In one example, the automaton may be constructed using one of the standard techniques, such as the method of Glushkov. In one example, the automaton may be an epsilon-free homogeneous automaton. A uniform automaton is limited to the definition of normal automaton. This restriction requires that all transitions entering the state should occur in the same input symbol (s). A homogeneous automaton satisfies the following conditions: For any two states q 1 and q 2 , if r ∈ δ (q 1 ) ∩δ (q 2 ) then S 1 = {a | a ∈Σ, (q 1 , a)}, and S 2 = {a | a∈Σ, r∈δ (q 2 , a)}. S 1 is a symbol set that causes q 1 to transition to r, and S 2 is a symbol set that causes q 2 to transition to r. Where S 1 = S 2 , where both state q 1 and state q 2 transition to state r, a uniform constraint is that the transition must occur on the same symbol (s).

Figures 7A and 7B illustrate exemplary automaton generated from a syntax tree. FIG. 7A shows a uniform automaton 700, and FIG. 7B shows a non-uniform automaton 702. FIG.

A homogeneous automaton 700 begins at start state 704 and transitions to state 706 at input symbol "a ". State 706 transitions to state 708 at input symbol "b " and state 708 transitions to state 710 at input symbol" b ". State 710 transitions to state 712 at input symbol "c ". State 712 transitions to state 710 at input symbol "b " and transitions to state 714 at input symbol" d ". State 714 is the final state and is identified as a double circle. In one example, the final state may be important since the activation of the final state represents a match of the regex corresponding to the automaton. Automaton 700 is a homogeneous automaton because all internal transitions (e.g., transitions into states) for a given state occur in the same symbol (s). Specifically, state 710 has two internal transitions (from state 708 and state 712), and two internal transitions occur at the same symbol "b ".

State 712 includes state 710 (710) at input symbol "e ", while state 712 includes state 704, 706, 708, 710, 712, and 714 that are identical to homogeneous automaton 700 ). Thus, automaton 702 is non-uniform because state 710 has an internal transition at two different symbols, symbol "b" from state 708 and symbol "e" from state 712.

At block 606, after the automaton is configured, the automaton is particularly optimized to reduce its complexity and size. Automaton can be optimized by combining redundant states.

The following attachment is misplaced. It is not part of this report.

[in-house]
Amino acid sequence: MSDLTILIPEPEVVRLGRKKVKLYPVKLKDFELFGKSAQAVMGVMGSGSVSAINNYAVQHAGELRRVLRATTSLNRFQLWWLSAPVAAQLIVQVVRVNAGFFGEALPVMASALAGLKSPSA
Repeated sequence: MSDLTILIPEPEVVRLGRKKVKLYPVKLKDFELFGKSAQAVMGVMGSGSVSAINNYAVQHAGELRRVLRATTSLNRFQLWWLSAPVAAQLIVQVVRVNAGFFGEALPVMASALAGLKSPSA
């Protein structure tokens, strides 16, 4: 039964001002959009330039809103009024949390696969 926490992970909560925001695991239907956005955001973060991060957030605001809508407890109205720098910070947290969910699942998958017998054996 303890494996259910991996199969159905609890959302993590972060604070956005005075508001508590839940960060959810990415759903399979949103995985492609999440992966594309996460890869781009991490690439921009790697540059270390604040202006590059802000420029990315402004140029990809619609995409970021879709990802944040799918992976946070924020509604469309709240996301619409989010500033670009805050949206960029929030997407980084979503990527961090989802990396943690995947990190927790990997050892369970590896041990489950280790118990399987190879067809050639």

At block 608, the automaton is converted to a netlist. Converting the automaton to a netlist maps the state of the automaton to an instance of a hardware element (e.g., SME 204, 205, GOT 210, special purpose element 224) of the FSM engine 200 And determines the connection between the instances. In one example, the netlist includes a plurality of instances, each instance corresponding to a hardware element of the FSM engine 200 (e.g., representing this hardware element). Each instance may have one or more connection points (also referred to as "ports") for connecting to other instances. The netlist further includes a plurality of connections between the ports of the instance (e.g., representing a conductor) corresponding to the conductor connecting the hardware elements corresponding to the instance. In one example, the netlist includes different types of instances corresponding to different types of hardware elements. For example, the netlist may include a general purpose instance corresponding to a general purpose hardware element and a special purpose instance corresponding to a special purpose hardware element. As an example, a general purpose state can be converted to a general purpose instance, and a special purpose state can be converted to a special purpose instance. In one example, the general-purpose instance may include an SME instance of the SME 204, 205 and an SME group instance for the hardware element comprising the SME group. In one example, the SME group instance includes a GOT instance corresponding to the GOT 210, but in another example, the SME group instance may correspond to a hardware element comprising a group of three or more SMEs. The special purpose instance may include a counter instance for the counter 224, and a logical instance for the logical element 224. Since the GOT 210 includes two SMEs 204 and 205, the GOT instance includes two SME instances.